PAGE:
The Vega public key of the proposer must have enough VEGA staked to submit a proposal. For a 'market parameter change' proposal, the proposer must also have enough equity-like share in the market from their liquidity commitment, which is defined in the network parameter 👀governance.proposal.updateMarket.minProposerEquityLikeShare: 0.01.

Proposals are first checked by the wallet, then verified by the nodes before entering into the voting period you set. A proposal must have all of the relevant information, in the correct format, and in some cases within the accepted range - otherwise it will be rejected immediately.

A proposal is immutable once entered.

Once a proposal is submitted and accepted, rally the community to vote on the proposal by announcing it on the forum ↗, Discord ↗, and through your own networks to vote on the proposal.

Try it out

Read the proposals guides to see what information needs to be in a proposal, and how to submit them using the command line.

Validating a proposal
  • The governance proposal is checked and then accepted by the wallet as a transaction.
  • The validator nodes then check and validate the proposal. This is when the proposal data that defines the minimum duration, minimum time to enactment, minimum participation rate, and required majority are evaluated against the network's requirements, defined by network parameters ↗, which are different depending the type of proposal.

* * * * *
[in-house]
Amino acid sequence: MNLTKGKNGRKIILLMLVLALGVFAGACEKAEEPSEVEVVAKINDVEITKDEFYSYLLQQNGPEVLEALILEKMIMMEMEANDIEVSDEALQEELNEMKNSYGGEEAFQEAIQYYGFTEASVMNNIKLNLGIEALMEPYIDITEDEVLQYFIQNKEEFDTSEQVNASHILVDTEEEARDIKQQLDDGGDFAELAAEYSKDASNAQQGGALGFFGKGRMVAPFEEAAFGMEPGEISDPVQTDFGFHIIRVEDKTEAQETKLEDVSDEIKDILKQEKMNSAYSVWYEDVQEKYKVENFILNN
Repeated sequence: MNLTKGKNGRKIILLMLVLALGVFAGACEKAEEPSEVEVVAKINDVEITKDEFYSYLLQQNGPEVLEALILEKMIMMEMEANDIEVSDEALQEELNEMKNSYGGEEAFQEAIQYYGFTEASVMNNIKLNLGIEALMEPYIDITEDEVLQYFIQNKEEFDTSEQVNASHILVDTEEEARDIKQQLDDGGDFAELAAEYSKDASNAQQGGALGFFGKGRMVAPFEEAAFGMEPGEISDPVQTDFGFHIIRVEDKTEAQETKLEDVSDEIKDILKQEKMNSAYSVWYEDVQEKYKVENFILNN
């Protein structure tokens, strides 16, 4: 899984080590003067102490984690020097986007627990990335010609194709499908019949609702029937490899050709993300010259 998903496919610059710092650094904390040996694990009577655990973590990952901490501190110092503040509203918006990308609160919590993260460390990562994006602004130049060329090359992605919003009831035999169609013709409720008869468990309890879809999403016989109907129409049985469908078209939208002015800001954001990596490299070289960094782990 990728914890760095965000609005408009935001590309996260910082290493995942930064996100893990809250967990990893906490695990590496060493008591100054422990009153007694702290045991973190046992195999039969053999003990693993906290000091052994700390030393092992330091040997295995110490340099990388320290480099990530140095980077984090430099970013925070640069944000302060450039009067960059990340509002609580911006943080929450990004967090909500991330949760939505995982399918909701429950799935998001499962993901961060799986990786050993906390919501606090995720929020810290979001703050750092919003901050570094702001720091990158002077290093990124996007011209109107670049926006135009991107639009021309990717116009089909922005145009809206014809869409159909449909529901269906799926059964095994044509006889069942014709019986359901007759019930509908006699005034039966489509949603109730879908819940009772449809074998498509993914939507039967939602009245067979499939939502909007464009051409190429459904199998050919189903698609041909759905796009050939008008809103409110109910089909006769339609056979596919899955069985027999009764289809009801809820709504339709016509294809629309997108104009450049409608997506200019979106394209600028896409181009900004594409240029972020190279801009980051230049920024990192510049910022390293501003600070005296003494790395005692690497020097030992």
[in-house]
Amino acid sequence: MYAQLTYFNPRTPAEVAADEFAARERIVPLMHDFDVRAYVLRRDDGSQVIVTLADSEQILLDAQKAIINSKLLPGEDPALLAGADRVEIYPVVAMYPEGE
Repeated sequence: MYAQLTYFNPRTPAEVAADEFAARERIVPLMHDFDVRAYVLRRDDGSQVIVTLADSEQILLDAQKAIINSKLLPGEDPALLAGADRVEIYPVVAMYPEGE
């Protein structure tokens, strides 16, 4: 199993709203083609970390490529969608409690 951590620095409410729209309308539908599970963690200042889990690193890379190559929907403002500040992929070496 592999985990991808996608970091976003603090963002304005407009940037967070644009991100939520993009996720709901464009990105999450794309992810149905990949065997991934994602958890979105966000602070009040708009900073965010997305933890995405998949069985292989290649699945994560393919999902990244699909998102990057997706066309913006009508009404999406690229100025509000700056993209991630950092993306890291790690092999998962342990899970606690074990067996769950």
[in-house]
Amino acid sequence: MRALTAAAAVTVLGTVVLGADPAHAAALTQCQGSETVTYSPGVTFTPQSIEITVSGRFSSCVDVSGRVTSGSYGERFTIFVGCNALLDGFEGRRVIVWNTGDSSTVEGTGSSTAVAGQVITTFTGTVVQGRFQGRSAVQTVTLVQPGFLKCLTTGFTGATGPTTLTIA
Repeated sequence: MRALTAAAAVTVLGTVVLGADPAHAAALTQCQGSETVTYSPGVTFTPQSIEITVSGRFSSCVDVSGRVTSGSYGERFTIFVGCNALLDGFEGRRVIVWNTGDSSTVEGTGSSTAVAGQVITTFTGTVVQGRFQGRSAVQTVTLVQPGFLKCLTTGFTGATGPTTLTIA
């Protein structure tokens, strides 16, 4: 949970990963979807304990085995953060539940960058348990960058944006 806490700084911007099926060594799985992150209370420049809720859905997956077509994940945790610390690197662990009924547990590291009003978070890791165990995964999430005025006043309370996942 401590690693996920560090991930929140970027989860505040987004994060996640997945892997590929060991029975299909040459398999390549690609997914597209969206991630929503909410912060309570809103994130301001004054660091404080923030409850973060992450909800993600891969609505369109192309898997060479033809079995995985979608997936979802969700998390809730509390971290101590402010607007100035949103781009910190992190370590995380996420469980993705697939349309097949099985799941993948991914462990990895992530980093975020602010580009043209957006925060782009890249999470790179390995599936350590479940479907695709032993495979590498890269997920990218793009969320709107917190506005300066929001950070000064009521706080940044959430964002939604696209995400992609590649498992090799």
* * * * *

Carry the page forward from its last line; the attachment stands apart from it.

• If not specified on the proposal, the required participation rate and majority for success are defined and copied to the proposal. You can find them under the network parameters ↗, and they are specific to each proposal type.
  • If the above conditions are not met, the proposal will be rejected and will not be available for a vote. You'll need to fix and re-submit the proposal.

4. Voting

VEGA tokenholders can vote for or against any active proposals, as long as the tokens they want to vote with are associated with their key. It's not necessary to nominate validators, but the tokens must be associated to the Vega key used for voting.

  • The number of tokens associated with the voting key determines how much weight the vote has (and for 'market parameter change' proposals, liquidity providers' market share is also taken into account).
  • Each Vega public key with a non-zero token balance gets one vote, and the key votes with the full weight of all the tokens that key has staked.
  • Tokens used for voting are not locked or transferred: they can be used for staking as well as for voting on any/all active proposals.
  • While the voting period is open, a public key can vote multiple times, but only the most recent vote will count at the proposal's close.